Contractors see more options with cloud outsourcing

Published · 2 min read

For years, smaller construction companies have not had the luxury of IT staff. In fact, I know a lot of CFOs who’ve doubled as the tech experts in their companies, recruiting anyone in the organization who had some sense of computers to help out. So when cloud computing started to offer another alternative—a way to outsource IT functions and infrastructure—construction companies took notice.

Over the past few years, IT outsourcing has especially become prevalent among smaller construction firms. More than three out of four construction firms under $50 million in revenue outsource their information technology, according to the 2016 Construction Hiring and Business Outlook conducted by the AGC in collaboration with Sage.

In 2017, hosted cloud services will continue to grow in popularity among contractors who want to outsource their IT operations and infrastructure. Even larger construction companies are seeing value in putting some parts of their IT infrastructure in the cloud and will continue to do so.

This growth trend is being spurred by many factors. For one, servers and equipment are continuing to age, creating a decision point for contractors to determine if it’s more cost effective to buy new equipment or use an Infrastructure as a Service (IaaS) cloud service. Backup and disaster recovery are also major incentives for contractors to use an outside cloud service to protect their data. And, of course, cost reduction is always an underlying motivation to move to the cloud.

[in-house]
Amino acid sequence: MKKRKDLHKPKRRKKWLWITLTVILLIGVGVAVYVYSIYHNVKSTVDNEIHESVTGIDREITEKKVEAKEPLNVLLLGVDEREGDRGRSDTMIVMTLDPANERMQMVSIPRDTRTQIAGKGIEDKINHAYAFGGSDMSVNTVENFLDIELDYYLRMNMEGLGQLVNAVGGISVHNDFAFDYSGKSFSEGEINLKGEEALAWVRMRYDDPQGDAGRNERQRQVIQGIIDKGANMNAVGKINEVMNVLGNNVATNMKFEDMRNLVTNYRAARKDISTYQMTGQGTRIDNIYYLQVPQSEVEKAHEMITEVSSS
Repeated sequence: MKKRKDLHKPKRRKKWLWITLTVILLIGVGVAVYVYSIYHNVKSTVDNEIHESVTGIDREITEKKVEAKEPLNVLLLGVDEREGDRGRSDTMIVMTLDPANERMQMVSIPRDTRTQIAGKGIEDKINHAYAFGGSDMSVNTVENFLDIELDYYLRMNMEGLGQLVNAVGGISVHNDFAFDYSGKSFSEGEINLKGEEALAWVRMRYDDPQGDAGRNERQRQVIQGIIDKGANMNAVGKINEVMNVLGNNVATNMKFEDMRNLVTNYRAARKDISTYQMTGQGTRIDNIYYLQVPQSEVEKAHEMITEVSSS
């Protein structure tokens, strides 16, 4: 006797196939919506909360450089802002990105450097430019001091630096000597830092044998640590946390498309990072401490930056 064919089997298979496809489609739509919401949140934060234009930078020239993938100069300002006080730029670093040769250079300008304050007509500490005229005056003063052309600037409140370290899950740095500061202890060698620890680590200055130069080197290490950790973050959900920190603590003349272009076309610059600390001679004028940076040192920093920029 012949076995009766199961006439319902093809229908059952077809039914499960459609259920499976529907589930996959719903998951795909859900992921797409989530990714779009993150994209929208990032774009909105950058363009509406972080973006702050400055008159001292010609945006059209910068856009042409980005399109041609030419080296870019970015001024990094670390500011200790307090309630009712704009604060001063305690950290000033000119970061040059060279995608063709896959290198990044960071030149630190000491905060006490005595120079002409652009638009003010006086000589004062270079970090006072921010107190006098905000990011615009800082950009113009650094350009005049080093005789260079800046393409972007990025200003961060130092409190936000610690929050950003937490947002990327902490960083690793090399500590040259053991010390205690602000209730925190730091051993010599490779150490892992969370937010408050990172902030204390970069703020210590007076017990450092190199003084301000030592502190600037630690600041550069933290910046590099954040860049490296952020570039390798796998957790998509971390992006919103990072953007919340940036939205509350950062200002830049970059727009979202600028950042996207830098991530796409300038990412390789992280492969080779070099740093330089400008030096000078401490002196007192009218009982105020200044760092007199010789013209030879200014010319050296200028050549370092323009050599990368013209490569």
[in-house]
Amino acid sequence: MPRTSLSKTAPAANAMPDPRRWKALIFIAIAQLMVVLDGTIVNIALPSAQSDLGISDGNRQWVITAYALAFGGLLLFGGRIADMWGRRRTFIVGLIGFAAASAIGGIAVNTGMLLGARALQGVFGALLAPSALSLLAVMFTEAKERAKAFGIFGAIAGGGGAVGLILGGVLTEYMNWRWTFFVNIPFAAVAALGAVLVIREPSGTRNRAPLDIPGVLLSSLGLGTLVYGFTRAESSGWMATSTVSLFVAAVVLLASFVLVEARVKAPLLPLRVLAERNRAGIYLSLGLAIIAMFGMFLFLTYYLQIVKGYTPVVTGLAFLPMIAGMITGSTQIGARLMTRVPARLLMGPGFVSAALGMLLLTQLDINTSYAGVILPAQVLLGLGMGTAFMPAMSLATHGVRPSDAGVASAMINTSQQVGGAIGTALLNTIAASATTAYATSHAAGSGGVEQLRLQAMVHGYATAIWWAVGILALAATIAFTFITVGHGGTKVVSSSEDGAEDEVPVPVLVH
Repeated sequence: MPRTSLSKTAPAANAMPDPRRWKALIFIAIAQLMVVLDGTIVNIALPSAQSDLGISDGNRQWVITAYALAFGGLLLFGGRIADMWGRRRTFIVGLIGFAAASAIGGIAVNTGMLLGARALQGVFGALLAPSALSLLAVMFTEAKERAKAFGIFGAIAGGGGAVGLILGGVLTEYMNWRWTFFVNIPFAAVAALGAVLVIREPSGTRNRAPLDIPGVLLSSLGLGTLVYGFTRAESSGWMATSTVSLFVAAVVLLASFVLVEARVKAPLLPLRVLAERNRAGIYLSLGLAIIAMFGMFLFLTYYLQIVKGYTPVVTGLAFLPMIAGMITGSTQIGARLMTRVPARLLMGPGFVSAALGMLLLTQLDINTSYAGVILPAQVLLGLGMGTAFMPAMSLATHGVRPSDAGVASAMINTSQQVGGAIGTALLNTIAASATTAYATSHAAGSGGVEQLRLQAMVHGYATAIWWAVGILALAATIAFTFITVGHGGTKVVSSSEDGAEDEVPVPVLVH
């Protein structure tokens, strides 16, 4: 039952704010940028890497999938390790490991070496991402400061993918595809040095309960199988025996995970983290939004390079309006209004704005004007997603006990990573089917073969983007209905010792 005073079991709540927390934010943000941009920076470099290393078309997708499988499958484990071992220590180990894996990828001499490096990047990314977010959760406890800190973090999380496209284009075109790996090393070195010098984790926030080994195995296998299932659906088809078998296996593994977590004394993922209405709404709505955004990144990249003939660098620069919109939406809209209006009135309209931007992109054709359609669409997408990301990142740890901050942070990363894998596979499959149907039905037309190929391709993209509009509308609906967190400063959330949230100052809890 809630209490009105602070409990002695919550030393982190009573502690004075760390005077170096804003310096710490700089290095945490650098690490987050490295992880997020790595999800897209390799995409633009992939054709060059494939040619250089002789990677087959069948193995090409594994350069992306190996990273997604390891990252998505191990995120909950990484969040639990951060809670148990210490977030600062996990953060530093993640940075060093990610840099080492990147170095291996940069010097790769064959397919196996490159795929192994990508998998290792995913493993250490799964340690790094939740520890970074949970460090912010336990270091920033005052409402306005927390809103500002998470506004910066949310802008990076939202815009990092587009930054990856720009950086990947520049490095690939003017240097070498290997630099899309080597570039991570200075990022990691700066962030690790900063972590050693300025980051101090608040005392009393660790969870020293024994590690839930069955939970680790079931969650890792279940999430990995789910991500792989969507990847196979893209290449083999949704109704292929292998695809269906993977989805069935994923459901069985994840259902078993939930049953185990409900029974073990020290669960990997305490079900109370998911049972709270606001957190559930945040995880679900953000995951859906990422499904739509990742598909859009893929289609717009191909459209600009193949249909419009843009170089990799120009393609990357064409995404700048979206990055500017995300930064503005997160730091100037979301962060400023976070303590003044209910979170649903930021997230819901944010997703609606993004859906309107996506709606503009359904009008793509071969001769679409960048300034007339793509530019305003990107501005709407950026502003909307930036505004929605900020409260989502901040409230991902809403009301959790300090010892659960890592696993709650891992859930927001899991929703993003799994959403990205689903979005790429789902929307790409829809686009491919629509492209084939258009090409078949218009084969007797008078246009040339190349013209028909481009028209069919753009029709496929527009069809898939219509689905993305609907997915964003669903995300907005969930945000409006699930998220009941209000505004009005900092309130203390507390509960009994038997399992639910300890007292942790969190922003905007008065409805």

Another key factor—and perhaps the biggest change I’m seeing—is contractors are now more comfortable with using cloud computing services for hosting accounting and other proprietary software.

Why the change in comfort level?  In my opinion, it primarily boils down to the need for information access. Data is the fuel that drives decision-making both on and off the construction job site. Consequently, contractors can no longer afford to have data that is available to only a few people. Secure, hosted cloud environments make it possible for many more authorized individuals to quickly, easily, and cost-effectively get to the information they need to do their jobs.

How you use a cloud service provider for outsourcing depends entirely on your individual business needs. You can, for example:

  • Store your data offsite. According to the U.S. Small Business Administration, 40 to 60 percent of businesses never reopen their doors after a disaster. Much of that has to do with losing their data. Cloud service providers offer an option to store your data and backups at separate locations in case disaster impacts your business
  • Host applications, or even your entire desktop. Many contractors have been using cloud service providers to handle installation and updates of their applications and desktop systems. Not only does it take the IT burden off of non-IT staff, it’s often a more scalable and cost-effective way to run your programs and systems.
  • Make applications or the desktop available through a web browser. Once an application or desktop is put in the cloud you can make it available to whoever needs it through a web browser. This is especially useful if you want to provide mobile access to information and capabilities.

Cloud computing has and will continue to reshape the way construction companies manage their businesses. In 2017, we are sure to see more options for contractors who want to outsource their IT services in the cloud.

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